Revisiting the topic of periodicity, the first question I tried to answer is, given a point, how do you find the corresponding points in the following cycles of the wave? If for example, you have a simple sine wave, then this reduces to looking for subsequent points in the domain that have exactly the same range value. However, this is obviously not going to work if you have a complex wave, or if you have some noise.

You would be in this view looking for the straightest line possible across the range, parallel to the x-axis, that hits points in the wave, since those points will for a perfectly straight line, have exactly equal range values. So then the question becomes, using something like this approach, how do I compare two subsets of the wave, in the sense that, one could be better than the other, in that one more accurately captures some sub-frequency of the total wave. This would be a balancing act between the number of points captured, and the error between their respective values. For example, how do you compare two points that have exactly the same range value, and ten points that have some noise?

**The Logarithm of a Vector**

This led me to what is fairly described as vector entropy, in that it is a measure of diffusion that produces a vector quantity. And it seems plausible that maximizing this value will allow you to pull the best sets of independent waves from a total wave, though I’ve yet to test this hypothesis, so for now, I’ll just introduce the notion of vector entropy, which first requires defining the logarithm of a vector.

Defining the logarithm of a vector is straight forward, at least for this purpose:

If , then , and .

That is, raising to the power of the norm of produces the norm of , and both vectors point in the same direction. Note that because , and , it follows that .

This also implies a notion of bits as vectors, where the total amount of information is the norm of the vector, which is consistent with my work on the connections between length and information. It also implies that if you add two opposing vectors, the net information is zero. As a consequence, considering physics for a moment, two offsetting momentum vectors would carry no net momentum, and no net information, which is exactly how I describe wave interference.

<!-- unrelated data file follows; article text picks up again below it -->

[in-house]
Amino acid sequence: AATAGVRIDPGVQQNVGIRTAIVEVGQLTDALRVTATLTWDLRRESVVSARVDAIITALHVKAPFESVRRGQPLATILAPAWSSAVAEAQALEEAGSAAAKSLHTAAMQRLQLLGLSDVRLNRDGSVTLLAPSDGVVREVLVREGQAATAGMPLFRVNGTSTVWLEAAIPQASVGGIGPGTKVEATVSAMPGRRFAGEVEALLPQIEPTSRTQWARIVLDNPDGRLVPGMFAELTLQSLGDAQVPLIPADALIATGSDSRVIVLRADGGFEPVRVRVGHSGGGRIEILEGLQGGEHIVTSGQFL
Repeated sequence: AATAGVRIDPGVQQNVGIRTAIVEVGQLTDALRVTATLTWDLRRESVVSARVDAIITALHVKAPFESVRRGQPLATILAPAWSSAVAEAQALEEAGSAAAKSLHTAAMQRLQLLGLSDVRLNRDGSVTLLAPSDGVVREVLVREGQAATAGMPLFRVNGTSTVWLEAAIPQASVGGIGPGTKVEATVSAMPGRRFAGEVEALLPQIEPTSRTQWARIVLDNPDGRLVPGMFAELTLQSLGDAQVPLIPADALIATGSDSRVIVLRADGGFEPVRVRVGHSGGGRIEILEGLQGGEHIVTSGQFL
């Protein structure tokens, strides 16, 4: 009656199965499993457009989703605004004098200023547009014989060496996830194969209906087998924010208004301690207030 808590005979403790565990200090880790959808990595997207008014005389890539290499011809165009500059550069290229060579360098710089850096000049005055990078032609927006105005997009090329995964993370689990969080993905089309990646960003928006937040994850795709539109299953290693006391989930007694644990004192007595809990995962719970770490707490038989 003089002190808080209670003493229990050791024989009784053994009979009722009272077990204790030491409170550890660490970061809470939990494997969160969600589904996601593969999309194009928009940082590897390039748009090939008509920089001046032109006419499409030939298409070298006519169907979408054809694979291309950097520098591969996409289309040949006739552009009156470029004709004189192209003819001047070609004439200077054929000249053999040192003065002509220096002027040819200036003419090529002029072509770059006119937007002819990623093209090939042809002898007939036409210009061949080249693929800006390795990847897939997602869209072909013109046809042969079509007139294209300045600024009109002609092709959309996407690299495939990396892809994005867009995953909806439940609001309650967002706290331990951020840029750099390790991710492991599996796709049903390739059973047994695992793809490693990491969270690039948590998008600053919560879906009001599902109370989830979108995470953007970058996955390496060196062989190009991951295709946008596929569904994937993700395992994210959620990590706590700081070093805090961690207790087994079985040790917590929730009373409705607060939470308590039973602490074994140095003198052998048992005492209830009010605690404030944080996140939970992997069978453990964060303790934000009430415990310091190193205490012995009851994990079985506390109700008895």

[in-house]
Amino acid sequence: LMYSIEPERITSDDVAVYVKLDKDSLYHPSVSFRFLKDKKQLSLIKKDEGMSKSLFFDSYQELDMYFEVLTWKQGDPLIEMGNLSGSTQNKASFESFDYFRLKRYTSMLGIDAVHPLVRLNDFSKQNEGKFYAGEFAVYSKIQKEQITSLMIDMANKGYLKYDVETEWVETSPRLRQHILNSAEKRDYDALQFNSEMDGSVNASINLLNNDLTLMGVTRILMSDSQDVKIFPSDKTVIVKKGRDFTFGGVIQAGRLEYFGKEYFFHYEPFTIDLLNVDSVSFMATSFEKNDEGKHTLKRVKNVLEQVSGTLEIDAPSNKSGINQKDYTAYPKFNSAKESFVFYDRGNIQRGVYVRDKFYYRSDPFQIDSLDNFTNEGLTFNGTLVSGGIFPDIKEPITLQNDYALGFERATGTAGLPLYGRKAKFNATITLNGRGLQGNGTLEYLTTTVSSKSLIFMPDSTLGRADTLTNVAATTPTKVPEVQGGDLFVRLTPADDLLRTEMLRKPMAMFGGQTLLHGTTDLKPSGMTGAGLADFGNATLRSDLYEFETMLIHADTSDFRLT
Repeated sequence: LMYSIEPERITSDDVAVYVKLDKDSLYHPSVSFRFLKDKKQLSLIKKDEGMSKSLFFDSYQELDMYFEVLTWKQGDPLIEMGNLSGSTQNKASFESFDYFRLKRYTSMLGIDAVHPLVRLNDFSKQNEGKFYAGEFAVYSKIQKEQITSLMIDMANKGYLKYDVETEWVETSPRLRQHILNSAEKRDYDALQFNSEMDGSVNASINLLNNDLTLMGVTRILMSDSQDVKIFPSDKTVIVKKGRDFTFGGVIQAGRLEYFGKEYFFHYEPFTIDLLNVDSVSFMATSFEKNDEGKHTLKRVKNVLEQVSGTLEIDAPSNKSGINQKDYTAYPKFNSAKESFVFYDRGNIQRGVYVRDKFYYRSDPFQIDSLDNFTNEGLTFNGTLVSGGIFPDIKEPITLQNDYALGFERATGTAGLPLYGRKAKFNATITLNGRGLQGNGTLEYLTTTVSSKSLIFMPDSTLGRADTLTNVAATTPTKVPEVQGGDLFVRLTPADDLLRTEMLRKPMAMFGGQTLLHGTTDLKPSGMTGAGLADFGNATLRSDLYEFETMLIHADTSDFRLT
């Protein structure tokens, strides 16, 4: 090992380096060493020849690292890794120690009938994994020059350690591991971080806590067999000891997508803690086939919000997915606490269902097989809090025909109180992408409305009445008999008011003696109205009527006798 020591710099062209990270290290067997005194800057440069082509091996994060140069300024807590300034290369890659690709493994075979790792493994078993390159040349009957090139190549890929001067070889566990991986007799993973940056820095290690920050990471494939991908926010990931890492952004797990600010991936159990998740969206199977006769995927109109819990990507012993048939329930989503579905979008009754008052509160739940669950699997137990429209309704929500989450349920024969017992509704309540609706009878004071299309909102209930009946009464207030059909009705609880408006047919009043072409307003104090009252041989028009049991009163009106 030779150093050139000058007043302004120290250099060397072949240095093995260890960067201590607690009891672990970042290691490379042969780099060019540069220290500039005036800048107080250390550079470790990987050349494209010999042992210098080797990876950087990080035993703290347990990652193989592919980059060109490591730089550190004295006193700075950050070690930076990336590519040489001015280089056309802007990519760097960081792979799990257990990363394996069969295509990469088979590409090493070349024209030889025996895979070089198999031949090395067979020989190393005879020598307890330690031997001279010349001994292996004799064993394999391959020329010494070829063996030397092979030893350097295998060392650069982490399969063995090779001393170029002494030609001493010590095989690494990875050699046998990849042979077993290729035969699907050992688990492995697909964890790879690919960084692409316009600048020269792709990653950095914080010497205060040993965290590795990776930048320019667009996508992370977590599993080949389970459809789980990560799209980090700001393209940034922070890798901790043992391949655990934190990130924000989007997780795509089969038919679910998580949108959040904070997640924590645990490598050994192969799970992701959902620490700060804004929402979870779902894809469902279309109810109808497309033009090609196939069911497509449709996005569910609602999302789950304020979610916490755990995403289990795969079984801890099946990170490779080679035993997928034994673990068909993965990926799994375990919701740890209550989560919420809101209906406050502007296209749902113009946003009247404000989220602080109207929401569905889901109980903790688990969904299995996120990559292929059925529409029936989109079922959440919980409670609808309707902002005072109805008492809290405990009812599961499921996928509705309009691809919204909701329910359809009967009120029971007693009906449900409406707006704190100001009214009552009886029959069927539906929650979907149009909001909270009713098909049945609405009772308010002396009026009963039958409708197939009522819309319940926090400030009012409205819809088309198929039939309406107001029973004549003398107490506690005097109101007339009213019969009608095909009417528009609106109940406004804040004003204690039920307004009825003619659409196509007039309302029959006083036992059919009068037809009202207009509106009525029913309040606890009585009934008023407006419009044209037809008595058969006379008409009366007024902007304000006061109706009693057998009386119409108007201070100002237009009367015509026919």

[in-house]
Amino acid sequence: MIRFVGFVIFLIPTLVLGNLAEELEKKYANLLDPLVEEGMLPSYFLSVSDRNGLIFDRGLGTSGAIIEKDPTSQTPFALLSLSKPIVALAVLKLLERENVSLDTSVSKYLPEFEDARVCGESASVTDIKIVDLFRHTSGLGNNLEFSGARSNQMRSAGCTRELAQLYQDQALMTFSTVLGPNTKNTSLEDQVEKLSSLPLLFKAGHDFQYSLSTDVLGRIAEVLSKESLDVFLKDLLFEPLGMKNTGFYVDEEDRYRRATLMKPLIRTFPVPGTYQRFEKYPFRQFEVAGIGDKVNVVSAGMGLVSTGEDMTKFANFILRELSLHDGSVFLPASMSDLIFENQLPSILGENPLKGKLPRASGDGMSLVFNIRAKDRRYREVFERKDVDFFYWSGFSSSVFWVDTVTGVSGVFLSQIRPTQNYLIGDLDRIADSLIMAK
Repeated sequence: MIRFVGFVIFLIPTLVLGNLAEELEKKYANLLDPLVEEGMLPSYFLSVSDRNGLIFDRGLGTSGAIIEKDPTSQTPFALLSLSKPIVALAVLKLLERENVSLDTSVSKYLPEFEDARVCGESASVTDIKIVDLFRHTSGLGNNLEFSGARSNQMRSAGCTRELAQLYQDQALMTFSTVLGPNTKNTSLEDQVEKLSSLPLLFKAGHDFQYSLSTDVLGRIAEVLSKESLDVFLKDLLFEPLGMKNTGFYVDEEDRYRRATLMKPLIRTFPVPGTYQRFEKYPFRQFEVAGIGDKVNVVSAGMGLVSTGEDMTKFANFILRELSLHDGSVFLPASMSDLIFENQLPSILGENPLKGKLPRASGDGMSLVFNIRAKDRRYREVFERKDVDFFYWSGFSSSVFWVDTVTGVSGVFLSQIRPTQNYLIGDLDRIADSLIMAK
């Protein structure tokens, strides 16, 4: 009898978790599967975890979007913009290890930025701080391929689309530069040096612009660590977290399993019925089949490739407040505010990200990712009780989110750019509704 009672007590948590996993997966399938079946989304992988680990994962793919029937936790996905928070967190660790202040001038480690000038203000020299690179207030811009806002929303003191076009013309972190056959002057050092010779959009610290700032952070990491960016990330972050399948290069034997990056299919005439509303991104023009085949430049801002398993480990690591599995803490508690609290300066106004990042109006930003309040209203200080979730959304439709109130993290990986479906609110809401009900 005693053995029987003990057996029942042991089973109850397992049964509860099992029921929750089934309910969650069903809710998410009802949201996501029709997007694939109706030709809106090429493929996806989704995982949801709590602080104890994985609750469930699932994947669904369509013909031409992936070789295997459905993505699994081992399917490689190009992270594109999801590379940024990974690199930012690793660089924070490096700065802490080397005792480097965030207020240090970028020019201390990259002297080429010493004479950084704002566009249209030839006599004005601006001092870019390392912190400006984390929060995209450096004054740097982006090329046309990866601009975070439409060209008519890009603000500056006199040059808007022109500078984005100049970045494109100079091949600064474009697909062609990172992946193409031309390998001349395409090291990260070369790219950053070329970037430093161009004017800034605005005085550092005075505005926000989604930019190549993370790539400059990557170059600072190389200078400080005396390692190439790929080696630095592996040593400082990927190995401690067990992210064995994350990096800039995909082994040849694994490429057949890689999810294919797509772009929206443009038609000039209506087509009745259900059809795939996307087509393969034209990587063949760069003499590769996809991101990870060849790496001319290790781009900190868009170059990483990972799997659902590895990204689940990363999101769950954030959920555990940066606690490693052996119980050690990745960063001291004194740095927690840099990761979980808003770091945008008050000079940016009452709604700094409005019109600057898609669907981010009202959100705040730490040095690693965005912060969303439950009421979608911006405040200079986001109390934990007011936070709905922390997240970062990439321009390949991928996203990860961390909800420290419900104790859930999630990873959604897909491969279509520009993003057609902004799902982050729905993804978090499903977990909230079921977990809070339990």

**Vector Entropy**

Now, simply read the wave from left to right (assuming a wave in the plane), and each point will define a vector, in order. Take the vector difference between each adjacent pair of vectors, and take the logarithm of that difference, as defined above. Then take the vector sum over the resultant set of difference vectors. This will produce a vector entropy, and the norm of that vector entropy is the relevant number of bits.

Expressed symbolically, we have,

Where has units of bits.

*Lemma 1*. The norm of is maximized when all are equal in magnitude and direction.

*Proof*. We begin by proving that,

is maximized when the norms of all are equal. Assume this is not the case, and so there is some . We can restate as,

Now let , and let . Note that if , then . Let us maximize , which will in turn maximize by taking the first derivative of , with respect to , which yields,

Setting to zero, we find , which in turn implies that has an extremal point when the arguments to the two logarithm functions are equal to each other. The second derivative is negative for any positive value of , and because is the sum of the norm of two vectors, is always positive, which implies that is maximized when . Since we assumed that is maximized for , we have a contradiction. And because this argument applies to any pair of vectors, it must be the case that all vectors have equal magnitudes.

For any set of vectors, the norm of the sum is maximized when all vectors point in the same direction, and taking the logarithm does not change the direction of the vector. Therefore, in order to maximize , it must be the case that all point in the same direction. Note that if all such vectors point in the same direction, then,

,

which completes the proof. □

Note that this is basically the same formula I presented in a previous note on spatial diffusion, though in this case, we have a vector quantity of entropy, which is, as far as I know, a novel idea, but these ideas have been around for decades, so it’s possible someone independently discovered the same idea.